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Businessexcellence July 07 64 mine and the company moving toward profitability after its initial investment resulted in a financial loss in 2006. The company went public on the Toronto Stock Exchange, where it trades under the symbol “USA,” a move that gives it access to additional capital as needed to ramp up operations. The new owners also targeted operational improvement starting on day one. The company has put different mining techniques and processes in place where appropriate to reduce dilution of the ore being mined, to make sure that only high-quality ore loads are hauled out of the mine shafts. It also signed long-term contracts with smelters in Canada to ensure it could get its metals to markets, an important consideration given that global price increases have caused a surge in mining activity and caused a bottleneck in some instances along the refining chain. Cost savings are an important part of the overall approach, too. While metal prices are high due to strong demand around the world, US Silver wants to be able to produce its ore at the lowest cost possible, to ensure it can withstand any price drops. Last winter, the company undertook an energy reduction program that focused on “just trying to be smarter” about power use. The program reduced energy usage by 30 percent. US Silver employs about 150 and has another 50 people working on specific projects at the facility on a contract basis, such as the restarting of the second processing line. The company is feeling the same pinch as many of its contemporaries when it comes to finding enough qualified mine workers. “The problem limited future environmental liability at the same time. The site is fully permitted for both silver/ copper and silver/lead ores and can be expanded to produce up to two thousand tons a day of various ores, or about four times current production. That gave the mining operation a huge head start. “There are mines that spend years or even decades in the permitting stage,” Hartmann notes. “We were able to be up and running in a few months. That was a huge plus.” Although Coeur d’Alene Mines was shutting down the operation, it was not down yet. The mine was still in operation when US Silver took over, but the mine infrastructure was in very poor condition, exploration was inadequate, and the mine was in difficult condition from an operating standpoint. The company’s plan was to return the mine to “the glory of its historical past” (at its peak it produced between three and a half to four million ounces of silver annually) through investment and an aggressive exploration program. Within seven months of taking ownership, US Silver had boosted reserves by 40 percent and the total resource by 18 percent, to an estimated 48 million ounces of silver. Among the exploration finds was a “very, very significant silver/lead zone” in the mine area. While the facility now focuses on silver/ copper ore, once a second concentrator facility is up and running, the mine can process the two types of ores at the same time. With lead fetching a dollar a pound on the market, “it’s a very significant resource that has been ignored in the past,” says Hartmann. US Silver expects 2007 to be a turnaround year in a number of ways, with output boosted at the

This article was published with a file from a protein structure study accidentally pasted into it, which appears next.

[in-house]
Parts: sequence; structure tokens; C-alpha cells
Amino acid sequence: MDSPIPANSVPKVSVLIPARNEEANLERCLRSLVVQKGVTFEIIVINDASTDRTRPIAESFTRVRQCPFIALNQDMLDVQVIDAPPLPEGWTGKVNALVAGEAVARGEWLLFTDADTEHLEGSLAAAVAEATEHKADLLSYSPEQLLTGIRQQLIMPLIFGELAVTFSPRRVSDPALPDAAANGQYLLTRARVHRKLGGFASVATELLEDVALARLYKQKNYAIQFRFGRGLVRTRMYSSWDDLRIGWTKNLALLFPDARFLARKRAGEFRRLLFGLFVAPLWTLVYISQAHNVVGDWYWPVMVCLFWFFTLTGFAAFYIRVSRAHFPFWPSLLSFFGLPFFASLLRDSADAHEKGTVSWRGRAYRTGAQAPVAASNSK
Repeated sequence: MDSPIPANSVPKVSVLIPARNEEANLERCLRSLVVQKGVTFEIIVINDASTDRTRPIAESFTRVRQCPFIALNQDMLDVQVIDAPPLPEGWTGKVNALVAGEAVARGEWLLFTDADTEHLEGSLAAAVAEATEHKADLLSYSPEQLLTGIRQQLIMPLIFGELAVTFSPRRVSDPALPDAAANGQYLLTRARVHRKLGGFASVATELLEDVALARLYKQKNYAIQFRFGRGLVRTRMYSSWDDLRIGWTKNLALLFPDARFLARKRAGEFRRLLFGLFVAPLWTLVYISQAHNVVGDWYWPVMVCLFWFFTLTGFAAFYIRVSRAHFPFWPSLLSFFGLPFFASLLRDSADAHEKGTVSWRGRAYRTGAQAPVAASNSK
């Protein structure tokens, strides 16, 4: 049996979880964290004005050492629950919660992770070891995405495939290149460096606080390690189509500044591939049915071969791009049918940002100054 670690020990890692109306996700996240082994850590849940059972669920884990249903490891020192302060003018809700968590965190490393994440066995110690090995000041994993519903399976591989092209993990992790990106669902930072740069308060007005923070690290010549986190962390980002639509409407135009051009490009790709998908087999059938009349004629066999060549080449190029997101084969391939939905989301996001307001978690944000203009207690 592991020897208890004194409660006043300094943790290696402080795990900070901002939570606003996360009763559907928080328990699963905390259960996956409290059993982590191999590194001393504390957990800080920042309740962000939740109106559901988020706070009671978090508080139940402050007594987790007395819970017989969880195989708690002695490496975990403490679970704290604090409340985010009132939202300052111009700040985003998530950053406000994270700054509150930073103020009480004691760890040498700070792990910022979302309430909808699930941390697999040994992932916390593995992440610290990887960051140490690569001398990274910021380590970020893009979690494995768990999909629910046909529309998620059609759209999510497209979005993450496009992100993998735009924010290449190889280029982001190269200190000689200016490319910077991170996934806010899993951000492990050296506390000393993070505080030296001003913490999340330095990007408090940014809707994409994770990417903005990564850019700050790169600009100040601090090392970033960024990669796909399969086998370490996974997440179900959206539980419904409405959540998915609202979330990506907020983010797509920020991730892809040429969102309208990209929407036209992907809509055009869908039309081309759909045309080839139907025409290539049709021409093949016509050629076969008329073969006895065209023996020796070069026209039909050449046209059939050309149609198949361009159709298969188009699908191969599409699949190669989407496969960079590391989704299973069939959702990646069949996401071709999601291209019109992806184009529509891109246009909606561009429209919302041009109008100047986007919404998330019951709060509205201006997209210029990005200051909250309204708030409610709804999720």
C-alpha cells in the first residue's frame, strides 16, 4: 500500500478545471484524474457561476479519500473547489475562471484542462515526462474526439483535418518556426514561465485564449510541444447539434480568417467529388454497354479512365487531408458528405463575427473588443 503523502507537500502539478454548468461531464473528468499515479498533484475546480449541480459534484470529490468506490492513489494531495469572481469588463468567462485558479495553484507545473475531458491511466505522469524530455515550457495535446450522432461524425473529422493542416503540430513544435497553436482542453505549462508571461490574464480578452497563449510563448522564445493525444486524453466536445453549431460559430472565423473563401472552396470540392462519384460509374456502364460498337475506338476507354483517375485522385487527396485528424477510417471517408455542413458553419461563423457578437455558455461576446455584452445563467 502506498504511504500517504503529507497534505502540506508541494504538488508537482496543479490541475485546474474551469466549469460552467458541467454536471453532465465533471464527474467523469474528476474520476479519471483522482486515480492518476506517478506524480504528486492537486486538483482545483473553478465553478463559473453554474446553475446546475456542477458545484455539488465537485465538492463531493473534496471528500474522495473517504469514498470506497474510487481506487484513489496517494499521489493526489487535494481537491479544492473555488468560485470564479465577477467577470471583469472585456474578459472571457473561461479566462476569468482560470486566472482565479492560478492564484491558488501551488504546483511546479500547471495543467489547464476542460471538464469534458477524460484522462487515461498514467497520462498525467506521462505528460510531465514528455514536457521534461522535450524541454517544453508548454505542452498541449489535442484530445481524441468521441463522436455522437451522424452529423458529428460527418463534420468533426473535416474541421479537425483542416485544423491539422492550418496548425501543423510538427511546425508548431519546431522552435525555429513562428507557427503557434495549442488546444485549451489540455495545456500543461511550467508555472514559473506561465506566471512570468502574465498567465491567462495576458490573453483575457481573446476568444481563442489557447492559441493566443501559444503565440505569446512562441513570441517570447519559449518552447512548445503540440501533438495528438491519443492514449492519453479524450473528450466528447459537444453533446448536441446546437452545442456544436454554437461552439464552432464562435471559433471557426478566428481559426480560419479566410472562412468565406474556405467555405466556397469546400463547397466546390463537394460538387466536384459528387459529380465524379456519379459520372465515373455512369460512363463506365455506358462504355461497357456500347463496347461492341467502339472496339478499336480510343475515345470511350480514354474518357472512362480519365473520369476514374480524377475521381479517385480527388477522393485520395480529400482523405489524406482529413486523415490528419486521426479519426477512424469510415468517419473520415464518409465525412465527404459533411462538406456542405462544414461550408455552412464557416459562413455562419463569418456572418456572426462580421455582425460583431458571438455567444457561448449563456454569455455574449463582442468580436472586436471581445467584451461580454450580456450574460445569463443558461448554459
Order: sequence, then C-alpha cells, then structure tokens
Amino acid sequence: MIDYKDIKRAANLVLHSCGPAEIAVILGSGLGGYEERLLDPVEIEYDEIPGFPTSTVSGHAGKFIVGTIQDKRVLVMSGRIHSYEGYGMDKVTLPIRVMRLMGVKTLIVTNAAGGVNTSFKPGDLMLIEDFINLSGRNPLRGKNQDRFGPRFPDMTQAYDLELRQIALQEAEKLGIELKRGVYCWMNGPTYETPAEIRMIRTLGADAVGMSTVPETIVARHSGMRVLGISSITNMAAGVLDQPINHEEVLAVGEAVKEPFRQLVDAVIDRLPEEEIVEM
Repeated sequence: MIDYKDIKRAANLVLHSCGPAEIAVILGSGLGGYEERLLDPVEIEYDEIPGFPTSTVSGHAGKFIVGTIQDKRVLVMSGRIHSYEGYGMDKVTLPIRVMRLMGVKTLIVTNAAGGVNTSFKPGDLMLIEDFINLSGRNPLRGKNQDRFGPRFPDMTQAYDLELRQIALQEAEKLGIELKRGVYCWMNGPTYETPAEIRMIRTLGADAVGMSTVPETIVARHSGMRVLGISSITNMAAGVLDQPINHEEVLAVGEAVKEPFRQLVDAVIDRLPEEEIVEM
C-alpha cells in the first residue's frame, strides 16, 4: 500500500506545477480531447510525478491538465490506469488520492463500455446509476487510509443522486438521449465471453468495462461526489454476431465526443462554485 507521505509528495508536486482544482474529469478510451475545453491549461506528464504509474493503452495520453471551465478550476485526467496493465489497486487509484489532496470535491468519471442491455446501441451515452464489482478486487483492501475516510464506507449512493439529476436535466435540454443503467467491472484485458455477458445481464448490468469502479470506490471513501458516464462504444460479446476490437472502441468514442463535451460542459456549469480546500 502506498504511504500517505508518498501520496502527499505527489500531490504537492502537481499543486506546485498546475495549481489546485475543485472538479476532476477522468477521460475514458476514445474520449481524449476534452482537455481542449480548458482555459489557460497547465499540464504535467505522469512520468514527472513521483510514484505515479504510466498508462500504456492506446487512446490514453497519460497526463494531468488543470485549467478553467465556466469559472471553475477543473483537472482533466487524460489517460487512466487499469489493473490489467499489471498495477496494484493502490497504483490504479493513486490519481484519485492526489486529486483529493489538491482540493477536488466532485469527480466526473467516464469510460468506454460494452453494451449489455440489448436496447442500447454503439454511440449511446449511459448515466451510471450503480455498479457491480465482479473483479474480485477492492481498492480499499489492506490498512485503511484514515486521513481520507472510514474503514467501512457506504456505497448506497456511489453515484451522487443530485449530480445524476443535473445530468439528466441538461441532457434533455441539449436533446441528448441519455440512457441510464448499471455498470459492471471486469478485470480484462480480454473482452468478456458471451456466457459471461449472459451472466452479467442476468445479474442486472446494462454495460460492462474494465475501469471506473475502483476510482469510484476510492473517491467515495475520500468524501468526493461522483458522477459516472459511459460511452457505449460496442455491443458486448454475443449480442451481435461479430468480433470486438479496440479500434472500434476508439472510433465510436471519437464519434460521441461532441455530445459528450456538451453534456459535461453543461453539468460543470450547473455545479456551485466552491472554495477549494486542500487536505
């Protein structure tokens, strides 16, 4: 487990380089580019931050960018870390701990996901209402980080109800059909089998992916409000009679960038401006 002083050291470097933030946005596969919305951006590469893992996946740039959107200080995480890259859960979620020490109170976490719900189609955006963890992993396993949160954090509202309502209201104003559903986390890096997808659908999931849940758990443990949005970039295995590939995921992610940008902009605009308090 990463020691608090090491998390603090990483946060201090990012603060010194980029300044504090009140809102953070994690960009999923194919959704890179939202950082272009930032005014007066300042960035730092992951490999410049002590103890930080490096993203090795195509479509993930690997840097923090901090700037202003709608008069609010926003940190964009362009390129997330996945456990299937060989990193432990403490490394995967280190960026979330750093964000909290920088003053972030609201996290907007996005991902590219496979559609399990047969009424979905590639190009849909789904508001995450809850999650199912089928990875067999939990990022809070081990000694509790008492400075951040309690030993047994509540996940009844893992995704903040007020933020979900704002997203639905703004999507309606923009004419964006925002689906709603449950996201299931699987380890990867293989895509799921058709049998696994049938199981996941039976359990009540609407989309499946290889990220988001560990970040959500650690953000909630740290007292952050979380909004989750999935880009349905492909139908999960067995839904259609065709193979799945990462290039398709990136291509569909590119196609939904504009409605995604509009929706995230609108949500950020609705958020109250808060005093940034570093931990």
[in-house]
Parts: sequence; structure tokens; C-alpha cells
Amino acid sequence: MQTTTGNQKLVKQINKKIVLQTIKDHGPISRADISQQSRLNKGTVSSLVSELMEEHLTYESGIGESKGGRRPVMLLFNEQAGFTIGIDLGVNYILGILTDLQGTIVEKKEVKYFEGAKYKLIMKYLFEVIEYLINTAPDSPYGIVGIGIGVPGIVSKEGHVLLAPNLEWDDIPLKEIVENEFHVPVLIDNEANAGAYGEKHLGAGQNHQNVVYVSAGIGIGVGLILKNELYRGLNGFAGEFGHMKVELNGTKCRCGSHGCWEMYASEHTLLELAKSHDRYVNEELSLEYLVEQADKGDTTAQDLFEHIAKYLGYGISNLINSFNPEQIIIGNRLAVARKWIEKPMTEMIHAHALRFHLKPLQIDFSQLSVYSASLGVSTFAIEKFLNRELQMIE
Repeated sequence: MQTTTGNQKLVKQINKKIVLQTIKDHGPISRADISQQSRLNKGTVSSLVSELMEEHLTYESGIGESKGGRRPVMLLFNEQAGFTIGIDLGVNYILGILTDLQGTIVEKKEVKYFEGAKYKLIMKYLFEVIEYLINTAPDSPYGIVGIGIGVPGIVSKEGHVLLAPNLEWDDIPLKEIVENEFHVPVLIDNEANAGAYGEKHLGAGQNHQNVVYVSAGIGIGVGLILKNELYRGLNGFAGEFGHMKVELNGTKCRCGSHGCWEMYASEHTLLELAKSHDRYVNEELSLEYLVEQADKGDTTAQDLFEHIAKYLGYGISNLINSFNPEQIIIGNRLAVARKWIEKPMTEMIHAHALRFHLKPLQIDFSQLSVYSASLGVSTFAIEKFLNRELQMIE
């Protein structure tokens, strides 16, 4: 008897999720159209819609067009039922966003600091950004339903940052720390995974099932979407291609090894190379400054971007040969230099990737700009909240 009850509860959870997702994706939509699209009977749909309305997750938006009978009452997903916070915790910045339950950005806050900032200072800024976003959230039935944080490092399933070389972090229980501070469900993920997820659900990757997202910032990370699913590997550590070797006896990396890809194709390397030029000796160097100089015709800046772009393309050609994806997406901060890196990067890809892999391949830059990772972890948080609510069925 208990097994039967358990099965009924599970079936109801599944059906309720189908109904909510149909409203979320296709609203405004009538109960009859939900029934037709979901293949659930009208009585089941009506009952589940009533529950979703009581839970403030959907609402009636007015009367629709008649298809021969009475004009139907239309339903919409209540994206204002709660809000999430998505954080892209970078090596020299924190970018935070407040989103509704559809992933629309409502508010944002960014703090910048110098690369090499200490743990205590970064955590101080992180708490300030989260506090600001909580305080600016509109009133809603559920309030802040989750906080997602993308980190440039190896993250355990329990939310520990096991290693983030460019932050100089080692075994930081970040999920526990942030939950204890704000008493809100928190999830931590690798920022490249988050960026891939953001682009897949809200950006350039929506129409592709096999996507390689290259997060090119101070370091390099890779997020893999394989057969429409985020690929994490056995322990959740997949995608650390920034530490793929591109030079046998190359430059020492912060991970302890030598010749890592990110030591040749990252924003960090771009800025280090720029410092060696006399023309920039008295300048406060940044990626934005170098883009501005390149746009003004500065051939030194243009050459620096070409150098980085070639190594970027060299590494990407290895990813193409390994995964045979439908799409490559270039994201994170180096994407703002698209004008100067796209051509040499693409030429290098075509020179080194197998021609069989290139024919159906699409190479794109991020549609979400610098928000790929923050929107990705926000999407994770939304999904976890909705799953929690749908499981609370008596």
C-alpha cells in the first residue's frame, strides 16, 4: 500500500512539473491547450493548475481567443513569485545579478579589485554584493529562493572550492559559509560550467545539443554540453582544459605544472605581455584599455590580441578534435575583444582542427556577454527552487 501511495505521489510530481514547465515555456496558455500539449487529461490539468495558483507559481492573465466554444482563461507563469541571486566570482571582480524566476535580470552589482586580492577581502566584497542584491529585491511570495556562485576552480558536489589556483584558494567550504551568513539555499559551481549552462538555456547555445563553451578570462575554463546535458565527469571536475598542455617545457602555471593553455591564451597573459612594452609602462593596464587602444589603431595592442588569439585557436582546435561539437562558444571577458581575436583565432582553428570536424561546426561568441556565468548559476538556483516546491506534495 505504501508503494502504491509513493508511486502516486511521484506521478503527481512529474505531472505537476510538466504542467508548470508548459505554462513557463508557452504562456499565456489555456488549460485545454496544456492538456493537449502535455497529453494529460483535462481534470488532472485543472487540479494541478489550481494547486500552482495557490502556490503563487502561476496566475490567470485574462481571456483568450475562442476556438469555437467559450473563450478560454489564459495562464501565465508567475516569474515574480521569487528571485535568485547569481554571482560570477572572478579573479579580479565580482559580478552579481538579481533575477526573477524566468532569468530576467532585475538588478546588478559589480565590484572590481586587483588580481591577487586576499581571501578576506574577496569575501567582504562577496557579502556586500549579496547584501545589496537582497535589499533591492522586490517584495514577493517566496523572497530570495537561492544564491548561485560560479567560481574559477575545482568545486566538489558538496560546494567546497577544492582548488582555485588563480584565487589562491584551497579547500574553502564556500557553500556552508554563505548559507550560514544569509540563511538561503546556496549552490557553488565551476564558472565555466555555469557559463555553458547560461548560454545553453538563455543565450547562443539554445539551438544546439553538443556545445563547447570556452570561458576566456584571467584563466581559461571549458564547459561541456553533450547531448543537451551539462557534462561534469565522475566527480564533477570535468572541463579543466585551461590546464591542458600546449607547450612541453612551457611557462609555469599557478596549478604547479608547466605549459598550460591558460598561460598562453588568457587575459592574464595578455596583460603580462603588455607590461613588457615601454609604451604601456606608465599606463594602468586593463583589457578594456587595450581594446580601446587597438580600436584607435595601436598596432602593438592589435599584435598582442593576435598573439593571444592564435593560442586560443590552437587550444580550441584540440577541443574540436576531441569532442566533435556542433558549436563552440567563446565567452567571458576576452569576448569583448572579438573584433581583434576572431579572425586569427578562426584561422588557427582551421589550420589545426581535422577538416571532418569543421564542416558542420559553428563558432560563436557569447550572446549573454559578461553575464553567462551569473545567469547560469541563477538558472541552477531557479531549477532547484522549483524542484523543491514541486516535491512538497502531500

July 07 Businessexcellence 65 “There are mines that spend years or even decades in the permitting stage. We were able to be up and running in a few months” is that because metal prices were depressed for a while, we basically lost a generation of miners,” Hartmann notes. The result is few qualifi ed mining technicians and a shortage of experienced mining professionals such as geologists and engineers. US Silver has responded with a mentoring program that matches experienced miners with those with less experience and with a bonus program that pays employees for referring new hires and the new hires themselves for coming aboard. Looking forward, Hartmann feels US Silver is putting itself in a position to thrive in whatever type of conditions the market brings. From copper (from which the company gets a tenth of its revenue) to lead and silver, metals remain in short supply and hot demand. “Even if the price of silver were to go down from where it is now, the prices would still be historically high,” he notes. Production costs are currently high due to the investments being made in revamping infrastructure and expanding capacity, but even if silver prices fall from their current $13-plus levels, US Silver will be positioned to thrive. “With the improvements we’re making, our costs are only going down.” US Silver